In the Matter of Anita Gupta, appellant,
Vipan Kumar, respondent.
Appellate Division, Second Department
January 18, 2017
Matter of Gupta v Kumar
2017 NY Slip Op 00306
REINALDO E. RIVERA, J.P.
SANDRA L. SGROI
COLLEEN D. DUFFY
VALERIE BRATHWAITE NELSON, JJ.
Anita Gupta, Forest Hills, NY, appellant pro se.
Steven Alexander Biolsi, New York, NY, for respondent.
DECISION & ORDER
Appeal by the mother from an order of the Family Court, Queens County (Ronald E. Richter, J.), dated April 7, 2015. The order, insofar as appealed from, denied the mother's objections to an order of that court (Joette M. Blaustein, S.M.) dated December 24, 2014, which, after a hearing, inter alia, denied her petition for an upward modification of the father's child support obligation.
ORDERED that appeal is dismissed, without costs or disbursements.
It is the obligation of the appellant to assemble a proper record on appeal (see Family Ct Act § 1118; CPLR 5525[a]; Matter of Leichter-Kessler v Kessler, 117 AD3d 825, 826; Matter of Remy v Mitchell, 60 AD3d 860; Matter of Zaikowski v Monzon, 277 AD2d 459). The failure to provide necessary transcripts inhibits the Court's ability to render an informed decision on the merits of the appeal (see Matter of Leichter-Kessler v Kessler, 117 AD3d 825; Matter of Remy v Mitchell, 60 AD3d 860; Matter of Rudick v Rudick, 16 AD3d 514). Here, although the mother provided the transcript of the proceedings from the first day of the multiday fact-finding hearing held in connection with her petition, she failed to provide this Court with any of the transcripts from the remaining days. Since the papers provided were patently insufficient for the purpose of reviewing the issues that the mother raises, the appeal must be dismissed (see Matter of Leichter-Kessler v Kessler, 117 AD3d 825; Matter of Remy v Mitchell, 60 AD3d 860).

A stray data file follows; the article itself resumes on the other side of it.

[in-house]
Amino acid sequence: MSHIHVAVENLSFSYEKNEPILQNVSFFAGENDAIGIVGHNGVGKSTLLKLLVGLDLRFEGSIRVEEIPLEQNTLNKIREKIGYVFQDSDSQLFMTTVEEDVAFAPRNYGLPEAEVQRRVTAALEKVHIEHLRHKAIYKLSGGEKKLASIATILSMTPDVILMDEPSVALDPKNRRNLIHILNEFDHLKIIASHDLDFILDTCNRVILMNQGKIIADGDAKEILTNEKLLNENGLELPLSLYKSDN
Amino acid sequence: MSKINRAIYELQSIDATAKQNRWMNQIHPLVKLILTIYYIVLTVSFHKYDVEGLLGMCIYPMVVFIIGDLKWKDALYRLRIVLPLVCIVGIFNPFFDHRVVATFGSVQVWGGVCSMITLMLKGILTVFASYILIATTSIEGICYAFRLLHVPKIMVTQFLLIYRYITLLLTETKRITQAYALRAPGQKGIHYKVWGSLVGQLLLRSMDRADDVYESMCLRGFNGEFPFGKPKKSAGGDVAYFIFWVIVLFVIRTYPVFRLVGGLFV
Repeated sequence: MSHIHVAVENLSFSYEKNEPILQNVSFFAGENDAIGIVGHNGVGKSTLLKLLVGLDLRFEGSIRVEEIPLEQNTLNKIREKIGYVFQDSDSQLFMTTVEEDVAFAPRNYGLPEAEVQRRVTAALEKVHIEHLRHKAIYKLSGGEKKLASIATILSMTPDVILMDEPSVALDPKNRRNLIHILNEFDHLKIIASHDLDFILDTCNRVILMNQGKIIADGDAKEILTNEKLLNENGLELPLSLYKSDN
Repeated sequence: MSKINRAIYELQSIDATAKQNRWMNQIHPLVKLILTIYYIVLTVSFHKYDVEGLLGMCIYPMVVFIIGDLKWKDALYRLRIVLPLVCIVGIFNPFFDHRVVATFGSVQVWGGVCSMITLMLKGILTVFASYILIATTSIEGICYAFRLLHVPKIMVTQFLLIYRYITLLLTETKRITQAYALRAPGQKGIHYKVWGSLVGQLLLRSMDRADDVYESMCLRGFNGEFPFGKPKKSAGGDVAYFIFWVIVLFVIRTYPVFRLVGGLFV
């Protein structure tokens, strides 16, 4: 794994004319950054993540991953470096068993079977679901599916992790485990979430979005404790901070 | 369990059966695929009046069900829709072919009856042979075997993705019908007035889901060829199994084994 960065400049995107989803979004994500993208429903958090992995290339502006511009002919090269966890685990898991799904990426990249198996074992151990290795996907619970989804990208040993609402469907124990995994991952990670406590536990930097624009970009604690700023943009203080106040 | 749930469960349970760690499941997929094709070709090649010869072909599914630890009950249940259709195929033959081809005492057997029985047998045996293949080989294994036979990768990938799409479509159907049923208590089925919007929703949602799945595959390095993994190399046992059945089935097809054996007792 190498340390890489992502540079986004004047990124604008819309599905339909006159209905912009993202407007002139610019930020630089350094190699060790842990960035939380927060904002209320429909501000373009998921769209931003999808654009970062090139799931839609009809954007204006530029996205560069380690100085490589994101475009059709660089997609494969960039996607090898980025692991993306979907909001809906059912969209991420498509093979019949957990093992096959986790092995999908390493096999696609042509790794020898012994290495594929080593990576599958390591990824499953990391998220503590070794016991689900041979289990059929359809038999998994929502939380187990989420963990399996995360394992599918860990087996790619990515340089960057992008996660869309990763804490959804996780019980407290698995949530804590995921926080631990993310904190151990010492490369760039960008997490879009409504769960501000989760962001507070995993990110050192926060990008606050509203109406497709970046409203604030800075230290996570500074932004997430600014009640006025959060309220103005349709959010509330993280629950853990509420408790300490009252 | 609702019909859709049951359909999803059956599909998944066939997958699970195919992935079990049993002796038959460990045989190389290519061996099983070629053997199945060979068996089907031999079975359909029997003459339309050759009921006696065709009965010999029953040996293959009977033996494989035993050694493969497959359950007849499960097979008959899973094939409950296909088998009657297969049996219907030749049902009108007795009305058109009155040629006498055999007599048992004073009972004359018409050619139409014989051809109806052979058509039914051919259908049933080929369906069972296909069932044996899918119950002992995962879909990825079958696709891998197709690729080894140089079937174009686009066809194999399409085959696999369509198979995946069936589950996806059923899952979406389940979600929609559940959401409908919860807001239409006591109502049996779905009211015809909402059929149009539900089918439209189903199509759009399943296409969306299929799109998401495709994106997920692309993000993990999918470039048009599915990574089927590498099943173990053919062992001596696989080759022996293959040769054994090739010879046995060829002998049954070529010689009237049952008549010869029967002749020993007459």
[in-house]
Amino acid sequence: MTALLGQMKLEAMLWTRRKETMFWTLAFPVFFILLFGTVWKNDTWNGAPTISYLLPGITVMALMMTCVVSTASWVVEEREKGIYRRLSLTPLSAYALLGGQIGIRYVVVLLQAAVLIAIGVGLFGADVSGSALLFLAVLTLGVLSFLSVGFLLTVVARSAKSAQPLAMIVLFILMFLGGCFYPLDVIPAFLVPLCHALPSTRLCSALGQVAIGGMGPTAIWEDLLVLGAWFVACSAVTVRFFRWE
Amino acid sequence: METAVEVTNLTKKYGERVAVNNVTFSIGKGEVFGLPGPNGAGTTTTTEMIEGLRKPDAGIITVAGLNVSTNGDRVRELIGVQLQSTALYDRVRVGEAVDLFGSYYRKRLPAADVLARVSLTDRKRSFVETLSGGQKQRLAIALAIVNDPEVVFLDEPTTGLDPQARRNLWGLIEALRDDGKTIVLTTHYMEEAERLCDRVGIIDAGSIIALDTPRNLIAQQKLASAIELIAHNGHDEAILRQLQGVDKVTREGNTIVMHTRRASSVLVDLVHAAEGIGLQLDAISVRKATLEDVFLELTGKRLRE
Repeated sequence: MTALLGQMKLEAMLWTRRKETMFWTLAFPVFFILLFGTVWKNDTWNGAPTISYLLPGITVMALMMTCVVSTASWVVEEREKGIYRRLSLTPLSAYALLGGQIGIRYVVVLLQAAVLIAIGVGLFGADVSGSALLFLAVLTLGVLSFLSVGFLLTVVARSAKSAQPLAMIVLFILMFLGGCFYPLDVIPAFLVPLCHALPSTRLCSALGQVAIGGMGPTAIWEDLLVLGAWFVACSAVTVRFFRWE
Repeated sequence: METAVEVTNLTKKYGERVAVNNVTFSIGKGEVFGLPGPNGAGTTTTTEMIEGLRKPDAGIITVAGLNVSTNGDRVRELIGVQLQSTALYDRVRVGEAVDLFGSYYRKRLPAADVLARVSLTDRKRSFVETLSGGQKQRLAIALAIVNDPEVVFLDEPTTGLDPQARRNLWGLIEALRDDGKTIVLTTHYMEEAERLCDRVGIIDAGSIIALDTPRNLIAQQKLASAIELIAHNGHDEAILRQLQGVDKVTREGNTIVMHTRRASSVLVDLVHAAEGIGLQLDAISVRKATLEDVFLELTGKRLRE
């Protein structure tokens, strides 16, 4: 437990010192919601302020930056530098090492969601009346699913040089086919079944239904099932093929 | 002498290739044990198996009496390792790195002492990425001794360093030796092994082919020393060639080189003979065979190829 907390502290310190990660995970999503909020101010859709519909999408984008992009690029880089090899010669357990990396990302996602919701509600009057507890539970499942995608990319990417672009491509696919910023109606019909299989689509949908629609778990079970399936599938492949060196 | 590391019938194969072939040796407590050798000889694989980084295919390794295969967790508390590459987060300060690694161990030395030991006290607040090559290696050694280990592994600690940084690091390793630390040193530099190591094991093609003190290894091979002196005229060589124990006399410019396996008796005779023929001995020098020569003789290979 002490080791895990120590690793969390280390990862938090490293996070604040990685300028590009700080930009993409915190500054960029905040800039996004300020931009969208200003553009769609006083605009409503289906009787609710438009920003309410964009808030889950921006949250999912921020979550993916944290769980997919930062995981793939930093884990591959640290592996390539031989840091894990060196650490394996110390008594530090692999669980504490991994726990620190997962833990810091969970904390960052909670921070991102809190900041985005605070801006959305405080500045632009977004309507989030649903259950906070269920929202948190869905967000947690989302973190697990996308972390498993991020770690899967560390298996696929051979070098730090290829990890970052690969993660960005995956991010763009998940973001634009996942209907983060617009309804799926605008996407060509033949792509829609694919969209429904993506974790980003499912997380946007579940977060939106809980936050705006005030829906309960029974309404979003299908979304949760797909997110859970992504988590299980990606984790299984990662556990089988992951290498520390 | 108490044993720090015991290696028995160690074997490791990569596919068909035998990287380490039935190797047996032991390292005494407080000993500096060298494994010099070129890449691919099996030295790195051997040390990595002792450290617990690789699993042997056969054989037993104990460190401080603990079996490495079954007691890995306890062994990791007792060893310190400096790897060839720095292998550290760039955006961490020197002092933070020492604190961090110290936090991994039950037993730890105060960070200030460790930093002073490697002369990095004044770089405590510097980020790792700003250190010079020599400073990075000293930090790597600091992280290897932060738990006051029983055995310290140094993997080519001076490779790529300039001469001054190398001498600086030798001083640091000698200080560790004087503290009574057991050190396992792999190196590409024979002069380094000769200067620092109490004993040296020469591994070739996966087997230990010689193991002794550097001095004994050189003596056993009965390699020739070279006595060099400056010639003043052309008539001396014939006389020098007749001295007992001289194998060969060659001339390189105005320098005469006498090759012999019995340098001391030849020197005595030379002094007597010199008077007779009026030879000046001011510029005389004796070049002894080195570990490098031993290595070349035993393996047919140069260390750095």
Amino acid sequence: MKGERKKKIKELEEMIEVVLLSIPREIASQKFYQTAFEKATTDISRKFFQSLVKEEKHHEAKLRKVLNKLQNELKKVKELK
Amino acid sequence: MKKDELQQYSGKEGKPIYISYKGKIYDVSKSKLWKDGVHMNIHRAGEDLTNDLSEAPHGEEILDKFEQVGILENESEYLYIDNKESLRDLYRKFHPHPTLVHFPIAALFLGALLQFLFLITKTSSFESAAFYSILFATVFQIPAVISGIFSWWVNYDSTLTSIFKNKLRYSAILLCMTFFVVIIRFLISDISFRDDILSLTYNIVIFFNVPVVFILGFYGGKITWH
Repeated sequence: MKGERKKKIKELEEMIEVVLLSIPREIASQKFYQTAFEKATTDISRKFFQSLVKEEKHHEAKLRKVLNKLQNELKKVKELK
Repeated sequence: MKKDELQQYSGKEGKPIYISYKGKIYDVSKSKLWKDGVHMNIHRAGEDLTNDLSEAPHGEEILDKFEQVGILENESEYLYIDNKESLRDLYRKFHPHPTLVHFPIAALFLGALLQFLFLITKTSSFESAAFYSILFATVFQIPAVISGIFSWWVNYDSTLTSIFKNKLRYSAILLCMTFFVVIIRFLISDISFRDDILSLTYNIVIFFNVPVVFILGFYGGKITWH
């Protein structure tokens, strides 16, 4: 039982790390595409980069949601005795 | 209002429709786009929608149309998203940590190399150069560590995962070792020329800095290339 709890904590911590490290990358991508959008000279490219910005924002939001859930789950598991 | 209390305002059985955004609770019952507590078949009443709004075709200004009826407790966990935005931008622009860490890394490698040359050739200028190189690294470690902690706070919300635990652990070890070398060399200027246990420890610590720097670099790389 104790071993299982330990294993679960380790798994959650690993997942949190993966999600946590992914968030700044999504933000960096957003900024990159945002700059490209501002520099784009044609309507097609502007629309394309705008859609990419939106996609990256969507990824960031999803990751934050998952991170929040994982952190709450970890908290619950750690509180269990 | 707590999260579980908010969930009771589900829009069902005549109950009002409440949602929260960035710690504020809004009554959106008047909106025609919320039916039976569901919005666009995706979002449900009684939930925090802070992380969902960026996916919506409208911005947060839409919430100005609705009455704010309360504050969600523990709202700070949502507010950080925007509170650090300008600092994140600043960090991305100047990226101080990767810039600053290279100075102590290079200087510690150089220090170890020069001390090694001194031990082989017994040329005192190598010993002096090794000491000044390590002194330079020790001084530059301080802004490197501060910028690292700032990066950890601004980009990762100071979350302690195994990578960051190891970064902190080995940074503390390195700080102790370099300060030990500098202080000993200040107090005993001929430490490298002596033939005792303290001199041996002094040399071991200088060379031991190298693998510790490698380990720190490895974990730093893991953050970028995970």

RIVERA, J.P., SGROI, DUFFY and BRATHWAITE NELSON, JJ., concur.
Clerk of the Court
The case of Gupta v Kumar is provided as part of a free educational service by J. Douglas Barics, attorney at law, for reference only. Cases such as Gupta v Kumar may be overruled by subsequent decisions, different judicial departments may have different controlling case law, and the level of the court deciding each case will determine whether it is controlling law or not. Gupta v Kumar is presented here to help illustrate how the law works in general, but for specific legal matters, an attorney should be consulted.